Again, thank you very much for this offer. I hate writing pitches and I never knew what to say or when to shut up; your advice finally broke the pitch down into a coherent set of directions to follow.

  • This is extremely difficult. Considering my book has at least 5 POV characters – and will probably end up with 8 – who show both sides of the main conflict, I’m having a hard time breaking it down to such a condensed pitch.

    I wrote one pitch which is longer than your examples and that only covers what one side is doing and leaves anything specific about the other side out.

    In trying to incorporate both sides of the conflict I’ve restarted and come up with the following sentence so far:

    I have a second world epic fantasy novel about two royal houses in conflict with each other and within themselves.

    Now, how to expand upon the above is where I have difficulty.

  • Sorry, Faith! Forgot to include the breakdown of the pitch. Let’s try this:

    1. Genre info – a fantasy novel inspired by American Indian traditions and mythology

    2. Date info – the unique worlds and characters of Stone and Bronze Age cultures

    3. World info – the unforgiving swamps of their homeland

    4. Character info – the main character is torn between his sworn duty to protect his tribe, his love for a woman, a friendship with one of the invaders, and a deep dread of a forbidden magic

    5. Conflict info – tribes struggle against one another, internal conflicts divide brothers, and an encroaching Bronze Age culture threatens to change the land forever (and see above)

    6. Resolution info – (see #4)

    7. Who I am and why I should write this book – I’m an MFA candidate with a background in history and world cultures that began at age ten with one book and twelve tapes on the Lakota language.

  • Bad pitch: “I’m writing a novel and it’s about this girl? Who falls in love? And the guy hates her, you know? And they have lots of sex and they get together. It’s based on my life and I like sex a lot.”

    Wow, Faith. Did you have to use my pitch as the bad example? LOL! :)

  • @Christina: HAHA!

    I decided to try to do this and it’s turned from pitch to short synopsis. Yikes! Yeah, it’s a little long and there’s still some stuff it doesn’t cover that I think might be important, but maybe it’s not. Dunno. Guess I’ll finish it anyway. It’ll make a good short synopsis/teaser/blurb if nothing else.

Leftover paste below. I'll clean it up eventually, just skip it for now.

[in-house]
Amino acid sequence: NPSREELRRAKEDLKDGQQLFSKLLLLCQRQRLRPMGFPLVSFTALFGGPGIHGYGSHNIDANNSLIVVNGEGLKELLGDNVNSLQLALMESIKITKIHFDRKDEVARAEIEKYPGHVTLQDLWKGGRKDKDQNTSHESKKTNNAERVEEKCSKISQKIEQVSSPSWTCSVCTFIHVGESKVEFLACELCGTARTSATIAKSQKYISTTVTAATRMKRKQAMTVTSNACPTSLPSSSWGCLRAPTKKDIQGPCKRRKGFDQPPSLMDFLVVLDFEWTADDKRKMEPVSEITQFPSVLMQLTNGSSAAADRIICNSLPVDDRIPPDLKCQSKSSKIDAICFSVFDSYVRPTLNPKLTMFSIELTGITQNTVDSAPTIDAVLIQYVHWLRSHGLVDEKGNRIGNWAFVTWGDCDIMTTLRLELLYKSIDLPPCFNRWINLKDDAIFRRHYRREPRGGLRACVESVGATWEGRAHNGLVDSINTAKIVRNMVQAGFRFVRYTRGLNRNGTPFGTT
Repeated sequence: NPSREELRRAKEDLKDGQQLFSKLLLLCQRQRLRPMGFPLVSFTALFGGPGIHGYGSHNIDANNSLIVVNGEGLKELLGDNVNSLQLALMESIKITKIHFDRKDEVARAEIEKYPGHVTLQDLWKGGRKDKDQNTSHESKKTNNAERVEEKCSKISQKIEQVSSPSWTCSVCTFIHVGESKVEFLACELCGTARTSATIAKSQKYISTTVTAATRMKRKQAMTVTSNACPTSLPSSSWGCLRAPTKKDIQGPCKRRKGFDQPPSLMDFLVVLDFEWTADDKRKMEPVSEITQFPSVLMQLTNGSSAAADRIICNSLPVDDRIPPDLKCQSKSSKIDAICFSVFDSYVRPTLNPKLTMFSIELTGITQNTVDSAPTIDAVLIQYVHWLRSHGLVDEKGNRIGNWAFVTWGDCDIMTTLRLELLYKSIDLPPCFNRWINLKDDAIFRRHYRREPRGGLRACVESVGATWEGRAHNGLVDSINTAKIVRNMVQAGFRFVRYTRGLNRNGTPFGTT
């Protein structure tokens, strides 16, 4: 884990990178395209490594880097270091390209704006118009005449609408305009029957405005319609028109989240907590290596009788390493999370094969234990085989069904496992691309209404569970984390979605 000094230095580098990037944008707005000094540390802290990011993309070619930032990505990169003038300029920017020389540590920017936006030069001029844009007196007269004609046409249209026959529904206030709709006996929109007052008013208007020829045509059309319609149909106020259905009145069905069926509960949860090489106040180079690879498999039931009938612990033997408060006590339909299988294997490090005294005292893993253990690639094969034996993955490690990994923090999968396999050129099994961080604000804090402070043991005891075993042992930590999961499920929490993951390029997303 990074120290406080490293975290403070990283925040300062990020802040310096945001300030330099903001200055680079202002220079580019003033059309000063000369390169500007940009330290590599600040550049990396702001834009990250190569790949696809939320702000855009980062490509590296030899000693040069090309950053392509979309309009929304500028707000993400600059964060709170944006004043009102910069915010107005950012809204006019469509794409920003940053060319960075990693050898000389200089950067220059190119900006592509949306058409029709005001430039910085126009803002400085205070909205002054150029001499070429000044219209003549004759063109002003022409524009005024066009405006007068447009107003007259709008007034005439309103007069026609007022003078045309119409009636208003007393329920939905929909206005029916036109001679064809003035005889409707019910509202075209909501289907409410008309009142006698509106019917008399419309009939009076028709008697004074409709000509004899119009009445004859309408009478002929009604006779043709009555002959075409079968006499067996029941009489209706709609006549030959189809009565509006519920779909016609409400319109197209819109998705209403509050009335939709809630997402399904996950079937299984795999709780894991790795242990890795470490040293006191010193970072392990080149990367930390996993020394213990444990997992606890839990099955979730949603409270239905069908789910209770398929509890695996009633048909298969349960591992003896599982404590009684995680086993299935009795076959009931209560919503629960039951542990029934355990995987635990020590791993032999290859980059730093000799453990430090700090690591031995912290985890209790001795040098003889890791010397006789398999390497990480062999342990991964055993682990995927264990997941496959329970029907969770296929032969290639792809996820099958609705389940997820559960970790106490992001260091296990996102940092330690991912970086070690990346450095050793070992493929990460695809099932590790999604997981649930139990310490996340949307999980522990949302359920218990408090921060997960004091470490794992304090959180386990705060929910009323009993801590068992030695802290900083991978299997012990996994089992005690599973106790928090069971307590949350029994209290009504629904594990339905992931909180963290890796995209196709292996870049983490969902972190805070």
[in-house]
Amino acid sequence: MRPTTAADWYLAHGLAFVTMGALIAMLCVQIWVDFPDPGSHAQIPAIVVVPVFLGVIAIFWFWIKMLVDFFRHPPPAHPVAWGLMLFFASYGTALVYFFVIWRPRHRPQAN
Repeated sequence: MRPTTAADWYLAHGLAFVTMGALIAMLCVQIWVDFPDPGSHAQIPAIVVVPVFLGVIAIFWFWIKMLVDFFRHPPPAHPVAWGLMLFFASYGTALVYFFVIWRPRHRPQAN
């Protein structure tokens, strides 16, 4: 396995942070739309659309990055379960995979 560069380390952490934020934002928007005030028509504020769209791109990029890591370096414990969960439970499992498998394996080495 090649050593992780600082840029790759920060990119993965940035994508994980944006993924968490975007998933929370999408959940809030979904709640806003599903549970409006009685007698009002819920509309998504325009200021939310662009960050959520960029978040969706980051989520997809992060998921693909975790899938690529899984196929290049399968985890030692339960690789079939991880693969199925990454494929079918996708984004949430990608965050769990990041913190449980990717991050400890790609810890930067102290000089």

• How does Rasputin come in there? Shouldn’t it be Potemkin? 😉

  • Gabriele, Rasputin was a mage, with the power of travelling in time. *grin*

  • I sent mine on through your website email addy. :)

  • OK. *deep breath* I’m going to give this a shot.

    I’m currently working on an urban fantasy. Gen is a half-angel freelancer with a talent for finding things. She’s hired to track down the creator of a deadly new street drug known as Inferno. When she suspects the drug is of demonic origin, she turns to her angel friends to find the culprit. But when a mysterious sickness starts spreading through the supernatural community, Gen suddenly finds her only ally is a sexy turn-coat incubus – that she’s sure she shouldn’t trust.

    That’s really pared down and leaves out a lot of stuff, but I think I hit the important bits there.

    And the break down:

    I’m currently working on an urban fantasy (genre/marketing). Gen is a half-angel freelancer with a talent for finding things (character/genre). She’s hired to track down the creator of a deadly new street drug known as Inferno (conflict). When she suspects the drug is of demonic origin, she turns to her angel friends to find the culprit (resolution/genre). But when a mysterious sickness starts spreading through the supernatural community, Gen suddenly finds her only ally is a sexy turn-coat incubus – that she’s sure she shouldn’t trust (conflict/character/genre).